Leaving Savannah in the early morning we flew first to Atlanta (as usual), on to Minneapolis, and then to Anchorage.  We arrived in Anchorage at 6:00 pm local time (10:00 pm Savannah time) for a total of 14 hours of travel.  Weary, we checked into our hotel in Anchorage and headed out for a quick bite to eat at a nearby local restaurant; “Gwennie’s”.

Marc in front of Gwennie's

It was surprisingly good.  Both of us ordered the chicken fried steak and a locally brewed beer which Zac felt obligated to share with the restaurant’s mascot Brown Bear.

Zac and the bear

After a satisfying dinner, neither of us had a hard time sleeping and we got as much of it as we could before having to wake at 3:30 am to catch our next flight.  Leaving Anchorage we flew first to Fairbanks, on to Prudhoe Bay, and finally into Barrow.

In Barrow we were immediately shocked by the weather, stepping off the plane it was -42°F with a windchill of -67°F.  Even the natives think this is cold.

Once we collected our bags (everything made it) we hopped in the truck and headed to the Northern Arctic Research Laboratory (NARL) campus.  Since our last trip our logistical support team switched to a different group. Many of the people and procedures are the same, but there are several new faces (to us) and some of the facilities are different.  We’re optimistic that this will work out well (So far it has.).  Once we had a briefing and were introduced to the new folks, we quickly got to work rounding up all our gear and setting up.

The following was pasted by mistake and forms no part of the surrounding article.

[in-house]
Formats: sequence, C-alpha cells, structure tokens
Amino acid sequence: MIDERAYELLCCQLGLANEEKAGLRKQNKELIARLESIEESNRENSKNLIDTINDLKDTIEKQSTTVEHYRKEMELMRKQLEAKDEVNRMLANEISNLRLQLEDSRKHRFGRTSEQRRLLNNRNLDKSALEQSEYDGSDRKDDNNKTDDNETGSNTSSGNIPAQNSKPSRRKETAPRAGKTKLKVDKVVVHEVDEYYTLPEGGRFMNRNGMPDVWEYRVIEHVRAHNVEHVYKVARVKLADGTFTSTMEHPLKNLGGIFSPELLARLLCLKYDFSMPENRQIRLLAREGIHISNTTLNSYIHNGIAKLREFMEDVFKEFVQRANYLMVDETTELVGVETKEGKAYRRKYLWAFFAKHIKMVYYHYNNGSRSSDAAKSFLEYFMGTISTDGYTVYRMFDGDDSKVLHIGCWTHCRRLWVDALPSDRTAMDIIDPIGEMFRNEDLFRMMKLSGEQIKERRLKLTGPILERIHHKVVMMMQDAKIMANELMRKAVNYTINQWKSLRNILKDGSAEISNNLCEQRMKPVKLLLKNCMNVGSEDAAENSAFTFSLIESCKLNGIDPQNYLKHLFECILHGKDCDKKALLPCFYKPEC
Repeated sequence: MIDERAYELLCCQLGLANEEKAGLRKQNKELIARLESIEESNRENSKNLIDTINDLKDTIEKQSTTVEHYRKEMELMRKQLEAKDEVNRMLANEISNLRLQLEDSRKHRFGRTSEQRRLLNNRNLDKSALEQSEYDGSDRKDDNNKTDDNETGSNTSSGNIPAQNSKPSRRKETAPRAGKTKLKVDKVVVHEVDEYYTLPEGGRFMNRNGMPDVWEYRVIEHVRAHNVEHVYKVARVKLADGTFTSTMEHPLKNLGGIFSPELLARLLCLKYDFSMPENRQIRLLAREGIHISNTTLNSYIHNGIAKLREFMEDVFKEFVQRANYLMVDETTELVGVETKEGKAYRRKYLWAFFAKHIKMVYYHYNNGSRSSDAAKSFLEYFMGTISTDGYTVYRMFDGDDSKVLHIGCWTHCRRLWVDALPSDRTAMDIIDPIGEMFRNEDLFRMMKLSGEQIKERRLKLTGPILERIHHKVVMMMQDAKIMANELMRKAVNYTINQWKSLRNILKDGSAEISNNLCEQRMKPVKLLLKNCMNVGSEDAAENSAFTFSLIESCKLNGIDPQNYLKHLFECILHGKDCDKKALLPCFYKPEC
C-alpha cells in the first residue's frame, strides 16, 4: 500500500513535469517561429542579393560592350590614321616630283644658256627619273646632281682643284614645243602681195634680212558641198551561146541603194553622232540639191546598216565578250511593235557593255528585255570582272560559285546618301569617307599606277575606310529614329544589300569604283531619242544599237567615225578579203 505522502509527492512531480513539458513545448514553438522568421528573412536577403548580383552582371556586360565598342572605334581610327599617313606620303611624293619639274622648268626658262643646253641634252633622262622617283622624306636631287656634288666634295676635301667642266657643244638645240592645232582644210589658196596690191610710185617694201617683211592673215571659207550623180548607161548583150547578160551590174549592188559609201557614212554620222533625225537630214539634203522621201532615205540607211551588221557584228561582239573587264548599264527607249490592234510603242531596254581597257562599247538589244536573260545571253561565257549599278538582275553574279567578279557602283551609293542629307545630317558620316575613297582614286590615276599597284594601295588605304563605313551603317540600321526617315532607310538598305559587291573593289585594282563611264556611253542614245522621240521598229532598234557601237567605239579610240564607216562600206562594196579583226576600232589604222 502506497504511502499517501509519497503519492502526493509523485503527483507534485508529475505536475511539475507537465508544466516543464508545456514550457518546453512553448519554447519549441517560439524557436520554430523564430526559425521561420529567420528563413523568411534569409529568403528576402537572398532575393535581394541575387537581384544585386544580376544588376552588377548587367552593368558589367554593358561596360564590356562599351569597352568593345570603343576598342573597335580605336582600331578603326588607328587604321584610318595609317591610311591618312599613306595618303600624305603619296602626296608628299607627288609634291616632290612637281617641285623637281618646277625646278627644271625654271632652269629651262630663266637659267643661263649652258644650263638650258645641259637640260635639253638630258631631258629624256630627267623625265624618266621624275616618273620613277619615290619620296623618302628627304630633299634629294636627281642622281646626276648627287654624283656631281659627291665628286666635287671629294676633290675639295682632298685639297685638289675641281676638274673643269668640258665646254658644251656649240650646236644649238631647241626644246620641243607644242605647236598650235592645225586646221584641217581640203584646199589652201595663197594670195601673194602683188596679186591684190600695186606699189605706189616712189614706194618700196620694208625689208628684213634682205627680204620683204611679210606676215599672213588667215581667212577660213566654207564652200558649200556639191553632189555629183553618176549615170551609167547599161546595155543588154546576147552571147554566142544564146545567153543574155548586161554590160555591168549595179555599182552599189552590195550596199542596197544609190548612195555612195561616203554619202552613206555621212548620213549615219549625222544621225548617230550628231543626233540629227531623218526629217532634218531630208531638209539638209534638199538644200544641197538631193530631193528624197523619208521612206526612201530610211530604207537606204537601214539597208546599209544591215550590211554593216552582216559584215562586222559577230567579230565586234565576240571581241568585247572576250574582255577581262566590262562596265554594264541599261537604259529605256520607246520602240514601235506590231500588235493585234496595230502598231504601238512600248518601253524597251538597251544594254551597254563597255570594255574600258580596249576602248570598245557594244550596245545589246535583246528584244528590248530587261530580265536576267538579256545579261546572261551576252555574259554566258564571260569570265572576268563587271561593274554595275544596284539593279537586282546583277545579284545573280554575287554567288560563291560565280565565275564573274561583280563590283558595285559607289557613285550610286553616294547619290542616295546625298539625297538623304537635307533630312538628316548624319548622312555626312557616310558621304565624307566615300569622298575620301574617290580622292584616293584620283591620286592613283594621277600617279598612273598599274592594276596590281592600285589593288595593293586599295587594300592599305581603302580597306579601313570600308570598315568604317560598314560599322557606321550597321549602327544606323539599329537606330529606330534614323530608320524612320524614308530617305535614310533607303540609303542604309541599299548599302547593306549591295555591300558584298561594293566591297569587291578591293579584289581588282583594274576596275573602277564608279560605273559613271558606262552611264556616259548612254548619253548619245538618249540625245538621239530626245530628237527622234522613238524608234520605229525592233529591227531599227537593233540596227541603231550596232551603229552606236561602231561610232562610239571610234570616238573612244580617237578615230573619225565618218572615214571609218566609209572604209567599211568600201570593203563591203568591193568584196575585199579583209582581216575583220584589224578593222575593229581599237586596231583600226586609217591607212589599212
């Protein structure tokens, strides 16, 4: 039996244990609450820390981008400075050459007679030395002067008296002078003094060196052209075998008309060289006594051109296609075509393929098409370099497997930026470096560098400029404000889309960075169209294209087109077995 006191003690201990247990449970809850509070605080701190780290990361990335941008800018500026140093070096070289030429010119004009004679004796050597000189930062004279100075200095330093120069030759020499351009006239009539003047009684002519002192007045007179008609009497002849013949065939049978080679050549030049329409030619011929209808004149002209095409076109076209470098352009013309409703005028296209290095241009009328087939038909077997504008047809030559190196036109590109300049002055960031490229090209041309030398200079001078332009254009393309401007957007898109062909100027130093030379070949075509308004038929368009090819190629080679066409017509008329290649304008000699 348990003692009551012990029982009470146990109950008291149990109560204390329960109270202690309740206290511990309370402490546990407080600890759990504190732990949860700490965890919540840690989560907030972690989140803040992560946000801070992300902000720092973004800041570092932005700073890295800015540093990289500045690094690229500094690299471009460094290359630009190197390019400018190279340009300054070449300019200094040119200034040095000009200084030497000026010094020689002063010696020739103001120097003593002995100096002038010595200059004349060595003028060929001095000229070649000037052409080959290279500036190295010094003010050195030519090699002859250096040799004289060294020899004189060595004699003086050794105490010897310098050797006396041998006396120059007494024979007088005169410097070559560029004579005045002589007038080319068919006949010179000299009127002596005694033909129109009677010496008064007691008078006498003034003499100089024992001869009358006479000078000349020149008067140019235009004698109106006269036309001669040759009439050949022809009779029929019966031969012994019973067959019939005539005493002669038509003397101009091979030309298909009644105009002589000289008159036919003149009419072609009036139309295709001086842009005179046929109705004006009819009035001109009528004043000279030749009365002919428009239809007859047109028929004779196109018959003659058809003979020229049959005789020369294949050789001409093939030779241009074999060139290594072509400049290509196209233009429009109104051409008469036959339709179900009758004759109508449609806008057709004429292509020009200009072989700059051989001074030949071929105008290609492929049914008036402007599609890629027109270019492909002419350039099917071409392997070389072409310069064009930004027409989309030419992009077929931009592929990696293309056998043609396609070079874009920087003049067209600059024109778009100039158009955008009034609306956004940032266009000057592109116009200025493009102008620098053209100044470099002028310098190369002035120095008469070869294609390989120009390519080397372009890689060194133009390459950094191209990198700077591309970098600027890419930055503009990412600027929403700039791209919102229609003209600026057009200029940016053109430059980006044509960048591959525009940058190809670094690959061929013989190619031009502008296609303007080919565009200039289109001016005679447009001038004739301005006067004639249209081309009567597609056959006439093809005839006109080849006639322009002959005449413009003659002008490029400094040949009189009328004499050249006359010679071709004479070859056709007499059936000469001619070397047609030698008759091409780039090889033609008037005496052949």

We made a lot of progress but we didn’t get it finished.  For one, the temperature controlled environmental chamber that we will work in to filter all the water we collect wasn’t ready for us.  Apparently it had been used since our last visit to process whale meat.  We didn’t actually look at it, but we were told that they had to remove the floor (too much blood soaked into it), grind the scum off the walls, and finally sterilize the whole room with bleach.  Glad I didn’t have to do that job!  Hopefully, the room will still be suitable for our use and it will be available tomorrow.